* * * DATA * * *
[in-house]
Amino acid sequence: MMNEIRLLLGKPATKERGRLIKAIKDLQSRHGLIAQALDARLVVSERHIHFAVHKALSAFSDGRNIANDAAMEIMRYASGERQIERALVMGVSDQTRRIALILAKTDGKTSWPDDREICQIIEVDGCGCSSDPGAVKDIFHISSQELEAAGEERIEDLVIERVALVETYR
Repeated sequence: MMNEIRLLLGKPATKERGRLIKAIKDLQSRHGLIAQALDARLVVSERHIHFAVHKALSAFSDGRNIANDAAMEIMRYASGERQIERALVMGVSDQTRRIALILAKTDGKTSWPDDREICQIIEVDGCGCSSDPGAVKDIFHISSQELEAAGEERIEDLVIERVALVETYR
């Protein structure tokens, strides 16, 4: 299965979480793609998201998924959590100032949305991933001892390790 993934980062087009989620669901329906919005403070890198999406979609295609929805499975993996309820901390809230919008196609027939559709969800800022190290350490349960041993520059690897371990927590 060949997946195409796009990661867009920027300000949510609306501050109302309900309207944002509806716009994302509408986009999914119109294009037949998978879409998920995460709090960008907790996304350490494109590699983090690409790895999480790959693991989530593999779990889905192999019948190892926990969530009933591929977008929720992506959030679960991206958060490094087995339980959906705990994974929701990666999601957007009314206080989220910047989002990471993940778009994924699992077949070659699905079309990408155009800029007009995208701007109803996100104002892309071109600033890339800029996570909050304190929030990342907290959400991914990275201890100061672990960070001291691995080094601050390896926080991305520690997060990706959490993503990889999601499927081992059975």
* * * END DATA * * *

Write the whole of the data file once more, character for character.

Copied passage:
[in-house]
Amino acid sequence: MMNEIRLLLGKPATKERGRLIKAIKDLQSRHGLIAQALDARLVVSERHIHFAVHKALSAFSDGRNIANDAAMEIMRYASGERQIERALVMGVSDQTRRIALILAKTDGKTSWPDDREICQIIEVDGCGCSSDPGAVKDIFHISSQELEAAGEERIEDLVIERVALVETYR
Repeated sequence: MMNEIRLLLGKPATKERGRLIKAIKDLQSRHGLIAQALDARLVVSERHIHFAVHKALSAFSDGRNIANDAAMEIMRYASGERQIERALVMGVSDQTRRIALILAKTDGKTSWPDDREICQIIEVDGCGCSSDPGAVKDIFHISSQELEAAGEERIEDLVIERVALVETYR
């Protein structure tokens, strides 16, 4: 299965979480793609998201998924959590100032949305991933001892390790 993934980062087009989620669901329906919005403070890198999406979609295609929805499975993996309820901390809230919008196609027939559709969800800022190290350490349960041993520059690897371990927590 060949997946195409796009990661867009920027300000949510609306501050109302309900309207944002509806716009994302509408986009999914119109294009037949998978879409998920995460709090960008907790996304350490494109590699983090690409790895999480790959693991989530593999779990889905192999019948190892926990969530009933591929977008929720992506959030679960991206958060490094087995339980959906705990994974929701990666999601957007009314206080989220910047989002990471993940778009994924699992077949070659699905079309990408155009800029007009995208701007109803996100104002892309071109600033890339800029996570909050304190929030990342907290959400991914990275201890100061672990960070001291691995080094601050390896926080991305520690997060990706959490993503990889999601499927081992059975």